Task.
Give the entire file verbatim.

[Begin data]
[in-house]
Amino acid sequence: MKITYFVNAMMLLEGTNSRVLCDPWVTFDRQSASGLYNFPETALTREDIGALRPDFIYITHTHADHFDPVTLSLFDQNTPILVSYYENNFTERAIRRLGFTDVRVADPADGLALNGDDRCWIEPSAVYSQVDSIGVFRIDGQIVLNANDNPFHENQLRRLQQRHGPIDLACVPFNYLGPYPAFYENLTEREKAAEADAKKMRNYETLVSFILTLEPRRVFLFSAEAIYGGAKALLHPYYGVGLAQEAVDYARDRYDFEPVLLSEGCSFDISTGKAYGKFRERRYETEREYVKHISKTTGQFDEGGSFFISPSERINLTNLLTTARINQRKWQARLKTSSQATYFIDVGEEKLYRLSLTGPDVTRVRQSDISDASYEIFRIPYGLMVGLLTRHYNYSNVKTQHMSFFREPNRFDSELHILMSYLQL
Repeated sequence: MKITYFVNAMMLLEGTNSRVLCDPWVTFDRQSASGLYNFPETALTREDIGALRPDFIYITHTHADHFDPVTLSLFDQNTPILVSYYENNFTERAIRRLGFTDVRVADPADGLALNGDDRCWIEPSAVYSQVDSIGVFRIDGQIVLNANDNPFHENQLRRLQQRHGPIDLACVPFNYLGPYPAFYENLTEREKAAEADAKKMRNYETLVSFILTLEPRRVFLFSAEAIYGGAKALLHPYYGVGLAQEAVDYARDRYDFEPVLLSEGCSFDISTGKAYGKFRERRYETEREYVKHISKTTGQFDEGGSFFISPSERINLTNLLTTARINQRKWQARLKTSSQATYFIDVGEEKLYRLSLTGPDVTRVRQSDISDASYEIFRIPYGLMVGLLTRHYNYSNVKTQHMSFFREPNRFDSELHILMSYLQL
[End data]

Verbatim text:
[in-house]
Amino acid sequence: MKITYFVNAMMLLEGTNSRVLCDPWVTFDRQSASGLYNFPETALTREDIGALRPDFIYITHTHADHFDPVTLSLFDQNTPILVSYYENNFTERAIRRLGFTDVRVADPADGLALNGDDRCWIEPSAVYSQVDSIGVFRIDGQIVLNANDNPFHENQLRRLQQRHGPIDLACVPFNYLGPYPAFYENLTEREKAAEADAKKMRNYETLVSFILTLEPRRVFLFSAEAIYGGAKALLHPYYGVGLAQEAVDYARDRYDFEPVLLSEGCSFDISTGKAYGKFRERRYETEREYVKHISKTTGQFDEGGSFFISPSERINLTNLLTTARINQRKWQARLKTSSQATYFIDVGEEKLYRLSLTGPDVTRVRQSDISDASYEIFRIPYGLMVGLLTRHYNYSNVKTQHMSFFREPNRFDSELHILMSYLQL
Repeated sequence: MKITYFVNAMMLLEGTNSRVLCDPWVTFDRQSASGLYNFPETALTREDIGALRPDFIYITHTHADHFDPVTLSLFDQNTPILVSYYENNFTERAIRRLGFTDVRVADPADGLALNGDDRCWIEPSAVYSQVDSIGVFRIDGQIVLNANDNPFHENQLRRLQQRHGPIDLACVPFNYLGPYPAFYENLTEREKAAEADAKKMRNYETLVSFILTLEPRRVFLFSAEAIYGGAKALLHPYYGVGLAQEAVDYARDRYDFEPVLLSEGCSFDISTGKAYGKFRERRYETEREYVKHISKTTGQFDEGGSFFISPSERINLTNLLTTARINQRKWQARLKTSSQATYFIDVGEEKLYRLSLTGPDVTRVRQSDISDASYEIFRIPYGLMVGLLTRHYNYSNVKTQHMSFFREPNRFDSELHILMSYLQL